That's right. Doubt on both sides. There is not one person here, unless intimately involved in a completed investigation, that can say, categorically, who's at fault, who's stretching the truth, who's covering up or who should be penalized. Not one. Everyone here that says he's right the system is wrong or vica versa, is blowing smoke and is basing their 'knowledge and expertise' on simply what they want to think and should not be speaking as any kind of authority.

Or listened to as such.
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Offline garb811

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Re: The Case Of Wally Fowler
« Reply #69 on: March 24, 2012, 22:55:25 »

2) PMQs ... now (and then) fall under jurisdiction of the contractor; patrolled by civilian police; again, complaints acknowledged as having occurred, but jurisdiction of that location is outside of the CF. We can correct that. Get rid of CFHA and have DND once again take ownership of and jurisdiction of PMQ areas surrounding it's Bases.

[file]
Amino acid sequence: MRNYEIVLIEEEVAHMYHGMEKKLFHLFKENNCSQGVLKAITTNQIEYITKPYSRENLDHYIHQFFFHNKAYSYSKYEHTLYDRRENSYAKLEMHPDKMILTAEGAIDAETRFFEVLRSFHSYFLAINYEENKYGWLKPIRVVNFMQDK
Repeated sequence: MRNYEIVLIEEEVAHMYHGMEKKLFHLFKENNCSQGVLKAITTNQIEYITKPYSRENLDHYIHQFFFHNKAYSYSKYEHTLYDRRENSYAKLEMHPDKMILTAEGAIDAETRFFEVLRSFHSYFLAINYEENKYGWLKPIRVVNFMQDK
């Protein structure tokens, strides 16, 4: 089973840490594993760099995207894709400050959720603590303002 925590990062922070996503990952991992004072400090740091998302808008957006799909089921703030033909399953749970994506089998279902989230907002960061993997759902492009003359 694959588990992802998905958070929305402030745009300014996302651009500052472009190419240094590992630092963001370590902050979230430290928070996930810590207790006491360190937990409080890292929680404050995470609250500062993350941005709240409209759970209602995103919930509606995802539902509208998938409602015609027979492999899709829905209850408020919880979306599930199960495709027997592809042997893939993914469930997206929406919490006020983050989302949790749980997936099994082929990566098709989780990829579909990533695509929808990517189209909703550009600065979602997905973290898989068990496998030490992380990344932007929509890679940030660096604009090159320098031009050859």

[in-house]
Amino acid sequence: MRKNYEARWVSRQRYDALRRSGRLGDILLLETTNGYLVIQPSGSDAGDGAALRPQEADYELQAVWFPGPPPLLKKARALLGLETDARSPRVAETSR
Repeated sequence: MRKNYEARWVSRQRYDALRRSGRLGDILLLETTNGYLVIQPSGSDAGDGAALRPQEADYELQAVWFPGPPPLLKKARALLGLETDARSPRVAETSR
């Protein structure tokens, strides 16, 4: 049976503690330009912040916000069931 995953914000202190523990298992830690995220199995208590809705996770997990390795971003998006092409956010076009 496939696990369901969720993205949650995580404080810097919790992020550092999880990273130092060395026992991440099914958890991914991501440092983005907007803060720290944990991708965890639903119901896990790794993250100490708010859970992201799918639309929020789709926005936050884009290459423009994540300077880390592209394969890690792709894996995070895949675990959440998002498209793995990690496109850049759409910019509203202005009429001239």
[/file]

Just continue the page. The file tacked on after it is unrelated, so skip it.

Agreed; I wonder though - why, when the reporter had an administrative expert there, that expert did not explain the actual real differences between CCM and compassionate postings; why that expert did not correct the reporters mis-thoughts on the PMQs and school buses somehow being CF property and jurisdiction etc etc.
RHUs remain the property and responsibility of DND, CFHA simply manages them on behalf of DND as a special operating agency within DND.  The only place (I'm aware of) that jurisdiction has been ceded is Gagetown, and again, as far as I know, that is for policing only; DND remains the property owner of the RHUs proper with all of the rights and responsibilities that entails.